X hits on this document





8 / 40



The following success stories illustrate how ATSDR’s focus on the impact of its work is improving the effectiveness of ATSDR’s efforts in public health as well as the agency’s practice in measuring those efforts.

Goal 1: Prevent ongoing and future exposures and resultant health effects from hazardous waste sites and releases. Protecting Firefighters and Residents (Connecticut)

ATSDR helped EPA responders protect the health of residents who lived near a major chemical fire in Connecticut. ATSDR’s specialist advised on necessary protection measures for nearby residents, re-occupancy, and health consequences to responders of a chemical found in firefighting pond water. The specialist also detected a serious and potentially harmful error in concentration calculations and worked on assessment and cleanup measures for asbestos, which the fire’s five-mile long smoke plume deposited into residential properties. As a result, health of residents and responders was protected from exposure to particulates, asbestos, and methyl methacrylate.

Goal 2: Determine human health effects associated with exposures to Superfund-related priority hazardous substances.

Finding Answers to Troubling Questions (North Carolina)

ATSDR continues to answer lingering health questions at Marine Corps Base Camp Lejeune, North Carolina. Two decades have passed since contaminated drinking water wells were closed at the base, and for an uncertain period prior to that, some base families and personnel were exposed to volatile organic compounds (VOCs) in the water. ATSDR has been working on analyzing the extent of exposures. To compensate for the lack of information about the Camp’s water distribution system operations for that period, ATSDR developed an innovative water model to assess likely past exposures. In part, the model development involved measuring flow rates and pressures at different locations along the water distribution system. The model will help identify the likely route, timeframe, and extent of exposure.

Protecting Children from Asthma (New York)

Findings from a study of two New York City boroughs, Bronx and Manhattan, may help people reduce exposure to ambient air pollutants and emergency department visits due to acute asthma. The study, conducted by the New York State Department of Health in cooperation with ATSDR, suggests that the criteria pollutants such as particulate matter, sulfur dioxide, ozone, and nitrous oxide had a statistically detectable impact on acute asthma emergency department visits in a community with a relatively high baseline rate of acute asthma exacerbations.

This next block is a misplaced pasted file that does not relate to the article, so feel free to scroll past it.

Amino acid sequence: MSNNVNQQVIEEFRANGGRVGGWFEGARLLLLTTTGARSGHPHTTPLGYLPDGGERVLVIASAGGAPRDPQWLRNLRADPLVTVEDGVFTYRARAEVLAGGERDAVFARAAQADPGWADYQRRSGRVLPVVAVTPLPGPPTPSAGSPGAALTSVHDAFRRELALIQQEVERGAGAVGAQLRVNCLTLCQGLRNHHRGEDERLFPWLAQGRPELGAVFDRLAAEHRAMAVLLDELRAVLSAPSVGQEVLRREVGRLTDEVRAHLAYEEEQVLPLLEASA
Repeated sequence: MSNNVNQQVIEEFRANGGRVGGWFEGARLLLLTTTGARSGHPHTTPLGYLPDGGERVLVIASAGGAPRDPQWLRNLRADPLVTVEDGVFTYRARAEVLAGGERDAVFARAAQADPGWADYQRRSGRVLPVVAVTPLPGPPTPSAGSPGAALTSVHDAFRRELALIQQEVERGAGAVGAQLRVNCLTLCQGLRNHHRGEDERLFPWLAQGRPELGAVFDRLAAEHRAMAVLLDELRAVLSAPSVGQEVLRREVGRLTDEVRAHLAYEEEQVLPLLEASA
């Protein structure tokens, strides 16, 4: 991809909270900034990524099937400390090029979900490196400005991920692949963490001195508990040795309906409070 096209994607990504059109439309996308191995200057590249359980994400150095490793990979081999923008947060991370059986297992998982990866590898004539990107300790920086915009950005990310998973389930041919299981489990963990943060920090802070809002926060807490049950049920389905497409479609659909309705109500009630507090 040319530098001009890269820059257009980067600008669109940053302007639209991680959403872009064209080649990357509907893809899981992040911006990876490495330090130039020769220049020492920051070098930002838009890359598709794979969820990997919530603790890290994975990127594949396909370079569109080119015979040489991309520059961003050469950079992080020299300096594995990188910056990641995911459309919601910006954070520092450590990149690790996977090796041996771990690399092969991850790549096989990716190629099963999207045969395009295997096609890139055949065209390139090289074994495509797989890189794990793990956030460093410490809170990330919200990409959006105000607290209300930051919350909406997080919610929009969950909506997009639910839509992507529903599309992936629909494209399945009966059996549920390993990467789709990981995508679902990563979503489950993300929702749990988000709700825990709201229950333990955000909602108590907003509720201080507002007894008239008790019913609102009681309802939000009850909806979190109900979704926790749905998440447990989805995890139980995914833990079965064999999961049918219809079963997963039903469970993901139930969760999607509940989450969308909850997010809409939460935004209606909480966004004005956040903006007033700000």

Battling Lung Problems (Idaho)

Thanks to a recent study and follow-up efforts by ATSDR and its state partners in Idaho, physicians and health professionals in Chubbuck and Pocatello will now be able to help their patients reduce their exposure to particulate matter and, consequently, lower their risk of lung disease. ATSDR provided health care professionals, identified by the Idaho Department of Health and Welfare, with information to help their patients. Health education materials were directed at the over 100 health professionals in Pocatello and Chubbuck area specializing in children, seniors, lung patients, and family practice. Each was provided with the findings of the study and advised of ways patients can reduce their exposure to particulate matter in the air.

Goal 3: Mitigate the risks of human health effects at toxic waste sites with documented exposures. Stopping Exposures to Mercury at a Day Care Center (New Jersey)

ATSDR and New Jersey state health officials helped stop mercury exposures to children at a day care center in Franklin Township. For two years, the Kiddie Kollege Day Care Center operated in a building once occupied by a company that made thermometers and related instruments. The manufacturing involved elemental mercury. Following ATSDR’s and the State’s guidance, all children and staff were advised to evacuate, and the day-care operator immediately closed the center. ATSDR, working with state health officials, the CDC Environmental Health Lab, and the Mt. Sinai Pediatric Environmental Specialty Health Unit, then arranged for mercury testing and education. Sixty children and nine adults received tests, which the CDC laboratory processed in extraordinarily rapid fashion. ATSDR and its partners offered consultation and follow-up testing to all children and staff who required it.

Protecting Residents from Toxic Hazards (Indiana)

ATSDR worked with EPA to protect the health of some 5,000–8,000 residents evacuated during a fire at the AMACOR magnesium recycling facility in Anderson, Indiana. ATSDR helped determine where air-monitoring equipment needed to be located to be effective. The fire burned for about 48 hours, and roofing material was blown from the buildings and scattered around the surrounding residential community. The impacted area covered a two-



Document info
Document views150
Page views150
Page last viewedSun Jan 22 23:28:31 UTC 2017